When it comes to talking about giving in the Bible, the first thing most Christians think of is tithing. In fact, we often use tithing as a synonym for giving. But as I’ve studied Scripture and people’s ideas about tithing, I’ve come to the conclusion that God’s desire for Christian giving is a bit different.
So I’ve written quite a bit against tithing on my own site. I did an eleven part series last year that looked at every instance of tithing in the Bible with the goal of understanding the passages in context and comparing them to what is taught today. Because of those articles, I’ve been accused of being greedy, stingy, making excuses for people not to give, and telling people they shouldn’t give to their local church.
My reasons for not teaching tithing actually have nothing to do with being greedy, not wanting people to give, or trying to stop people from giving to their local church. Actually, I’ve never written anything to support any of those ideas. But I’m not sure I’ve ever clearly stated why I don’t teach tithing. So I thought it might be helpful to discuss it here on Bible Money Matters and get some feedback from you all. Here are the reasons why I don’t teach tithing (and why I teach against it).
1. Christians Are Not Under the Law
The first danger I see in teaching tithing is that it’s an effort to put ourselves back under the Law. As Paul writes in Colossians 2:13-14:
(13) When you were dead in your sins and in the uncircumcision of your sinful nature, God made you alive with Christ. He forgave us all our sins, (14) having canceled the written code, with its regulations, that was against us and that stood opposed to us; he took it away, nailing it to the cross. Colossians 2:13-14 (NIV)
And in Galatians 2:19-21:
(19) For through the law I died to the law so that I might live for God. (20) I have been crucified with Christ and I no longer live, but Christ lives in me. The life I live in the body, I live by faith in the Son of God, who loved me and gave himself for me. (21) I do not set aside the grace of God, for if righteousness could be gained through the law, Christ died for nothing! Galatians 2:19-21 (NIV)
When we see to put ourselves back under the Law, we are acting as if Christ died for nothing. We are essentially ignoring God’s grace and denying Jesus! When we look to tithing to become our rule and strict standard for giving, we ignore the freedom we have in Christ – not to stop giving, but to base our giving completely on love motivated by God’s love for us.
The main area this is a problem in tithing is with those who teach that you will be cursed if you do not tithe. Nothing could be further from the truth! Paul wrote in Galatians 3:13:
Christ redeemed us from the curse of the law by becoming a curse for us, for it is written: “Cursed is everyone who is hung on a tree.” Galatians 3:13 (NIV)
The curse that is spoken of in Malachi 3 is the curse of the entire Law of Moses. That curse came upon anyone who was guilty of breaking a single command in the Law – not just tithing. For us to say that Christians today will be cursed if they don’t tithe is the same as saying we are under the entire Law. I’m not going to go into more of why that’s a problem because it should be obvious to most Christians. But if you would like to study it more, please read all of Galatians and Colossians as they deal with this subject thoroughly.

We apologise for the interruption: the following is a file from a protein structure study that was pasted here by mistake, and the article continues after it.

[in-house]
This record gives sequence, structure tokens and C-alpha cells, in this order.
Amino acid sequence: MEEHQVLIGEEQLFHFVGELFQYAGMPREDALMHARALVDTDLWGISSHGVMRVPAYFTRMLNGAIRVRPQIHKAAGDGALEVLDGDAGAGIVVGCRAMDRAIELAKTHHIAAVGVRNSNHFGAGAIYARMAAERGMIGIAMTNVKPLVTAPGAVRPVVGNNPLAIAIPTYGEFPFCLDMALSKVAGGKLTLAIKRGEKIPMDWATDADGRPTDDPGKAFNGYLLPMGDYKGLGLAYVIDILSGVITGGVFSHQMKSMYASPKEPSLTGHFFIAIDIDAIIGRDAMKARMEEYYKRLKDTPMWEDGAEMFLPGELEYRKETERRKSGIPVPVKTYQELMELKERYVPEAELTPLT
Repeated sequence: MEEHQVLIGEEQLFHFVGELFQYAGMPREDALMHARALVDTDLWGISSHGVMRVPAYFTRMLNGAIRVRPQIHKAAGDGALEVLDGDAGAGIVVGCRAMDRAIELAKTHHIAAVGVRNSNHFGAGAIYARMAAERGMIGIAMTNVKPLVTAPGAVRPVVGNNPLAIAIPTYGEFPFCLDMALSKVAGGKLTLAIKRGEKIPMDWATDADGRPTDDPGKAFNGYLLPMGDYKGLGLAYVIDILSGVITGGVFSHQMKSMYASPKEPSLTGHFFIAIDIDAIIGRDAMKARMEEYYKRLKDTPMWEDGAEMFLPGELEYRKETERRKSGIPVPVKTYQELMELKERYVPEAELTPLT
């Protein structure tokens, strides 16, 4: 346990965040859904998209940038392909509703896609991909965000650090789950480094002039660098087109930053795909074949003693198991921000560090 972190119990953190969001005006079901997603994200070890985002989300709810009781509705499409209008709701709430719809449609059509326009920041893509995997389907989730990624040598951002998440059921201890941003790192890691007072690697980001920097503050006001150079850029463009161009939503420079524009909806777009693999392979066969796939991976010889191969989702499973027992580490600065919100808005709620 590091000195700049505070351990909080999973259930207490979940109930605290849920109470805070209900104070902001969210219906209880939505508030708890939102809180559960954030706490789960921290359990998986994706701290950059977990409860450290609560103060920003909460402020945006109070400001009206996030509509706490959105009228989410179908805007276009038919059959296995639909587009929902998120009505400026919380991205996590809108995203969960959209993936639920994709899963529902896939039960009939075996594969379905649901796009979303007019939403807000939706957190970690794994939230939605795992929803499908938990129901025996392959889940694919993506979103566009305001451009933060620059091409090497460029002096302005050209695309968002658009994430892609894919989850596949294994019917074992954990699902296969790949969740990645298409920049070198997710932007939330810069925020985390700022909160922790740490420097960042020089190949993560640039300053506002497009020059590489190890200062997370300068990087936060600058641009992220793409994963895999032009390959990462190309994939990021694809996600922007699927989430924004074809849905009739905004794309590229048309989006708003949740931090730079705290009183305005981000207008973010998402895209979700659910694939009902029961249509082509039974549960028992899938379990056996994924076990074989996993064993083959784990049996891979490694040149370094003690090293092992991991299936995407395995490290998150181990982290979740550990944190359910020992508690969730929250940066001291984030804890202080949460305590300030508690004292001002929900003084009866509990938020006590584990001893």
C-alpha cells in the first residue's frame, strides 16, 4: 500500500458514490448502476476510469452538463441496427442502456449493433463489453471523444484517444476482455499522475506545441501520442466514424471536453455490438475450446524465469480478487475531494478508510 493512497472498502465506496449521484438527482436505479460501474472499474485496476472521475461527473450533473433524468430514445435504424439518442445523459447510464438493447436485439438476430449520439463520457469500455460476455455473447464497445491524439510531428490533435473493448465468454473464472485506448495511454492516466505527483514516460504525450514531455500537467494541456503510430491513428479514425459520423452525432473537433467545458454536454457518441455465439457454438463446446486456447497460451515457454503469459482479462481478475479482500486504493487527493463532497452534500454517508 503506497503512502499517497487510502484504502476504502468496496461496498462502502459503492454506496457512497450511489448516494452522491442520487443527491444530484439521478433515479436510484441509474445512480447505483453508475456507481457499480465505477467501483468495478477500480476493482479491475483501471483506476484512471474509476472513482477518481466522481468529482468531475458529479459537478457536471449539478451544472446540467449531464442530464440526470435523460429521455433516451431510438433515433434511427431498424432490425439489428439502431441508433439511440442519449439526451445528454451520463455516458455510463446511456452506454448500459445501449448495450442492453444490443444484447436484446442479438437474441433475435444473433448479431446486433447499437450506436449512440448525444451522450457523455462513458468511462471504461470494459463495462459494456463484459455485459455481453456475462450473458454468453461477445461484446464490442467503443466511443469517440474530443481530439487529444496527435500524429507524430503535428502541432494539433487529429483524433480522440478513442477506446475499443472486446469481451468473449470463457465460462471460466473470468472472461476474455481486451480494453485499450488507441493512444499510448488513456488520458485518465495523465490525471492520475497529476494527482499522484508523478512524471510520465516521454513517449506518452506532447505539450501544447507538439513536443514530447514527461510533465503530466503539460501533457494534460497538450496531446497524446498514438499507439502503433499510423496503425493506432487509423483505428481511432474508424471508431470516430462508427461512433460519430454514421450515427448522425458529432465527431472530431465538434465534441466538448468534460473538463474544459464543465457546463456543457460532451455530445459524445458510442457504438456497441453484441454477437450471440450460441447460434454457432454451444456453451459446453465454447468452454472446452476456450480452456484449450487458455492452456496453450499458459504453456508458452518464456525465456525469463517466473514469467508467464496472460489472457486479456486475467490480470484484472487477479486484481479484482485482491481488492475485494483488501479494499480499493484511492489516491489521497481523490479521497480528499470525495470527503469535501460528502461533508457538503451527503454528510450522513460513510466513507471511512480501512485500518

2. Tithing As It Is Generally Taught Today Is Not Biblical
Even if the Law did apply to us as Christians, the way tithing is taught today resembles nothing that the Bible actually says about it. We’ve warped it so that we use the example of tithing but add our own meanings of what tithing is and methods on how to do it correctly.
Now this is more of a nit-picky thing. I wouldn’t discount tithing as an example or rough guide for giving based on these things, but I merely point them out to show that we can’t really claim today’s teachings on tithing as “biblical”. I don’t want to dwell on it, so let me give you three quick examples of how tithing in the Bible is different from tithing today.
- Amount: There were actually three tithes in the Bible that would equate to 23 1/3% annually – the Levitical tithe, the Festival tithe, and the Poor tithe.
- Use: The Festival tithe was eaten at great feasts, the Poor tithe went completely to support the needy, and of the entire Levitical tithe only 10% went the priests (a tithe of the tithe).
- Contents: The tithe was always and only ever food products – agricultural produce and livestock. And regarding the livestock portion, it wasn’t the “best”.
If you’ve never realized any of those truths before, I’d encourage you to read my articles on tithing in the Bible just so you’ll know what the Bible actually says on the subject.
3. Jesus’ Example Is a Better Motivation for Giving
Finally, and this is my ultimate reason for not teaching tithing, Jesus life and example is a much greater motivation for our giving than tithing can ever be. In fact, I think one reason we don’t see as many generous Christians as we should expect is because we fail to point to God’s love enough when we discuss giving. Instead, we focus on rules and regulations (the Law). It should be profoundly clear why basing our giving on Jesus Christ’s teaching and sacrifice for us is the ultimate motivation for generous giving.
Tithing did not suffer for us.
Tithing did not die for us.
Tithing can never give us eternal life.
Tithing will never love us.
Consider how powerful those statements are when contrasted with what Jesus did for us. Think about what it would look like to base your giving on Jesus instead of tithing. I think then you’ll see why I don’t teach tithing as a guideline for giving. It was only a mere shadow of the things to come once Christ revealed God to us. Why wouldn’t we want to let Jesus be our example for giving?